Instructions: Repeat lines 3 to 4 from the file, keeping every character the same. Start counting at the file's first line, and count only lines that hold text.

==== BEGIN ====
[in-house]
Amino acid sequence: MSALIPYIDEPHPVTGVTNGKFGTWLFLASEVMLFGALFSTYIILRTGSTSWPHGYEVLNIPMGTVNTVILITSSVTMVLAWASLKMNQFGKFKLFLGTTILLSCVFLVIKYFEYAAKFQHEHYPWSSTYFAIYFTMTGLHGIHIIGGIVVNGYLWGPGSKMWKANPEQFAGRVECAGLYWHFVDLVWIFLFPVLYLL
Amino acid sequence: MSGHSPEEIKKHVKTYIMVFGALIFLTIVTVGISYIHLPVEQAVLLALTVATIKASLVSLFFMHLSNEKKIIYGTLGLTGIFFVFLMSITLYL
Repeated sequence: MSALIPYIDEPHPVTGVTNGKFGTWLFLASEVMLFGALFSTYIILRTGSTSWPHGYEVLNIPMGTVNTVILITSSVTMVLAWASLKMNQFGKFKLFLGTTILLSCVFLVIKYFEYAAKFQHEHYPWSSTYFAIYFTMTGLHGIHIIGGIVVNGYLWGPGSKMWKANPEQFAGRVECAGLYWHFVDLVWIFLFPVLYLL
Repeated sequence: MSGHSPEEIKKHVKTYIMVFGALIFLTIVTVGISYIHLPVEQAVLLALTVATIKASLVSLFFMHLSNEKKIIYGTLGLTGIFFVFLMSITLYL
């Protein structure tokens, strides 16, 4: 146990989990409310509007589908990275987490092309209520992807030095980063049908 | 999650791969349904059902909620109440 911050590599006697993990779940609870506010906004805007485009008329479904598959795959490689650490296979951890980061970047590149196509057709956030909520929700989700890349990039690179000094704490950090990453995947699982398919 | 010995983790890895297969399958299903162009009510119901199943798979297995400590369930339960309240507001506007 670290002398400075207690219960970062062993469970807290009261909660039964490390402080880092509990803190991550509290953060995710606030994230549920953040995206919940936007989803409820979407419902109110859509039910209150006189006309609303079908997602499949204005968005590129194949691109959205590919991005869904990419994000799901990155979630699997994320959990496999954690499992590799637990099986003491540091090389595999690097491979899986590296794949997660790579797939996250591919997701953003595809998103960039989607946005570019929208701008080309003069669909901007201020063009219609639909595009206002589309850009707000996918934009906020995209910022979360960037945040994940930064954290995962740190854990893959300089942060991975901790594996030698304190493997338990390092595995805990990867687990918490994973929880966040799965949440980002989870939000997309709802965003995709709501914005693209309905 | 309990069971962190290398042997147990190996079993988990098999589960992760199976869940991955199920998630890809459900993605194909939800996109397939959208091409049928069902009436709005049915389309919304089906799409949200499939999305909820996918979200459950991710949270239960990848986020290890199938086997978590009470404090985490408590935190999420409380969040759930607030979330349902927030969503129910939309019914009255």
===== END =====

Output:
Amino acid sequence: MSGHSPEEIKKHVKTYIMVFGALIFLTIVTVGISYIHLPVEQAVLLALTVATIKASLVSLFFMHLSNEKKIIYGTLGLTGIFFVFLMSITLYL
Repeated sequence: MSALIPYIDEPHPVTGVTNGKFGTWLFLASEVMLFGALFSTYIILRTGSTSWPHGYEVLNIPMGTVNTVILITSSVTMVLAWASLKMNQFGKFKLFLGTTILLSCVFLVIKYFEYAAKFQHEHYPWSSTYFAIYFTMTGLHGIHIIGGIVVNGYLWGPGSKMWKANPEQFAGRVECAGLYWHFVDLVWIFLFPVLYLL